Three pieces of wood from the Norse layers of the site were made with tools made of metal which the native people were not equipped with - and displayed distinctive radiocarbon tracetraces of cosmic rays that occurred in A.D. 993.

Three pieces of timber in the Norse layers of the site were cut using metal tools which the indigenous people were not equipped with - and had distinctive radiocarbon tracetraces of a cosmic ray incident that occurred in A.D. 993.Petra Doeve

Studies have previously established that the existence of cosmic ray events in 993. It for a short period of time produced higher than usual quantities of radioactive carbon-14 within carbon dioxide in the atmosphere.

The trees "breathe" carbon dioxide as they grow. So researchers utilized this carbon signature radioactive to identify which of the annual growth rings that are visible in the cross-sections of the wood came made up of the year 993. Kuitems said.

Then they utilized a microscope to measure the rings of growth that were later to the wood's bark was identified, which revealed the exact date when the tree stopped expanding -- that is that it had been taken down from the Norse.

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Then they discovered that all three wood pieces they examined came from a tree that was which was felled in 1021 however, they came from three different species of trees: two firs, and most likely one Juniper.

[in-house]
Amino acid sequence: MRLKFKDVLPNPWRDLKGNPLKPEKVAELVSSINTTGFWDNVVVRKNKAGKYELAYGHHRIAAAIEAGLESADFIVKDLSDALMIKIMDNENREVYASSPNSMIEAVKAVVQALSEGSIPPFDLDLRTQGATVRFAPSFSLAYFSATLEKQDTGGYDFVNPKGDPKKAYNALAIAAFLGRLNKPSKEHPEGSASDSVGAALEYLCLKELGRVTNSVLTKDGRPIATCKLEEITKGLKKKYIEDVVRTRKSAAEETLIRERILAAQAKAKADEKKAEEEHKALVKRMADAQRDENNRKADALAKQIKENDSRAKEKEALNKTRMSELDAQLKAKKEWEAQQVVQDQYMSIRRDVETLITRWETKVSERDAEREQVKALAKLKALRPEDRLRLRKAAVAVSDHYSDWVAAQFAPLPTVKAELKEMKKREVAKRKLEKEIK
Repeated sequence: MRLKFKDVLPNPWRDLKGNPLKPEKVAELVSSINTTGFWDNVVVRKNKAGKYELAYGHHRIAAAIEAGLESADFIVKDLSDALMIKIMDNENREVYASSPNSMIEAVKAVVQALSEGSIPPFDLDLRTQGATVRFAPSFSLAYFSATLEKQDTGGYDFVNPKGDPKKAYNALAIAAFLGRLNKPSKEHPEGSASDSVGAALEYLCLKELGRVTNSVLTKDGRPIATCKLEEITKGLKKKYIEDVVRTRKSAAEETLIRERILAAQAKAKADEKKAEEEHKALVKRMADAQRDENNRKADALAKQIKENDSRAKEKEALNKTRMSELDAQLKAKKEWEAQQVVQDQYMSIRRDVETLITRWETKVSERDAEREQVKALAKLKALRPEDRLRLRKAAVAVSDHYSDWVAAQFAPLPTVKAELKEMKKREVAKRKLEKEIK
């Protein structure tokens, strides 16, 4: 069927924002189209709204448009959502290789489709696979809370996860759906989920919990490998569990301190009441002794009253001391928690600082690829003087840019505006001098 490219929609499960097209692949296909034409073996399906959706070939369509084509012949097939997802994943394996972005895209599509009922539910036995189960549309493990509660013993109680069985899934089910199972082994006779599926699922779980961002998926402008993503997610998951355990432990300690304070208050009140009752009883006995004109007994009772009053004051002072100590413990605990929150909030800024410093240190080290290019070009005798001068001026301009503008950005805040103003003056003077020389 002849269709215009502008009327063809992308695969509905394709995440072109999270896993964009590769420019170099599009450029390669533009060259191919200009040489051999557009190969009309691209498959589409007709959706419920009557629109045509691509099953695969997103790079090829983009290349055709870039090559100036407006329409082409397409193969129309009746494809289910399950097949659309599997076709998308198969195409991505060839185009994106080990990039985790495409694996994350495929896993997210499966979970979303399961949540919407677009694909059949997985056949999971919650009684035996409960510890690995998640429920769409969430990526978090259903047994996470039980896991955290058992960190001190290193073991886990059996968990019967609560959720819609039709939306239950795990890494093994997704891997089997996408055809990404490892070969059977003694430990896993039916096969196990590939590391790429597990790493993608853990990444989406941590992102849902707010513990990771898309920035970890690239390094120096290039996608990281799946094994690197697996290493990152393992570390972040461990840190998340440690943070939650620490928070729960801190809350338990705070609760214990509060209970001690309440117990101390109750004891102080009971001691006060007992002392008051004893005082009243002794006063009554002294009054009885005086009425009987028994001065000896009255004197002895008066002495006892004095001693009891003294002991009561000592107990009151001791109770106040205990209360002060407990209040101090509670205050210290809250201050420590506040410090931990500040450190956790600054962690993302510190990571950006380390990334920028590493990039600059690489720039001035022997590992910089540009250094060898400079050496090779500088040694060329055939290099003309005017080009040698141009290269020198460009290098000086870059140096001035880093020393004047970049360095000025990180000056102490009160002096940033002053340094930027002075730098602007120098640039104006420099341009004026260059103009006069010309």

Researchers aren't able to determine when the 1021 date was at the beginning or near the conclusion period of Norse occupation However, they anticipate that future study of other woods from the site will broaden the date range, Kuitems said.

The Norse travels from Newfoundland were mentioned two Icelandic stories that indicate L'Anse aux Meadows was a temporary base for explorers arriving in at least six different expeditions.

The first group was headed by Leif Erikson, also known as Leif The Lucky -one of the sons of Erik the Red, the creator of the very first Norse Settlement in Greenland.

L'Anse aux Meadows, too was believed as a long-term settlement however, the sagas suggest that it was abandoned because of disputes and conflict with indigenous peoples who are what the Norse called"skraeling," a term which could mean "wearers of animal skins."

The stories refer to the whole region as Vinland which translates to "wineland" -- supposedly because it was warm enough to allow wine grapes to develop.

In the years before Newfoundland itself was at that time too cold to be suitable for grapes The name implies that the Norse also looked for warmer areas further south. Pieces of exotic wood discovered on the site suggest that Kuitems claimed.

It is believed that using an old cosmic ray event to precisely the date of pieces of wood is not a new idea similar methods are being employed to establish precise dates on other sites, said Sturt Manning who is a professor of archaeology of Cornell University, who was not involved in the study.

"It's a clever application," said the official. "This is the first clear evidence of Europeans arriving in North America."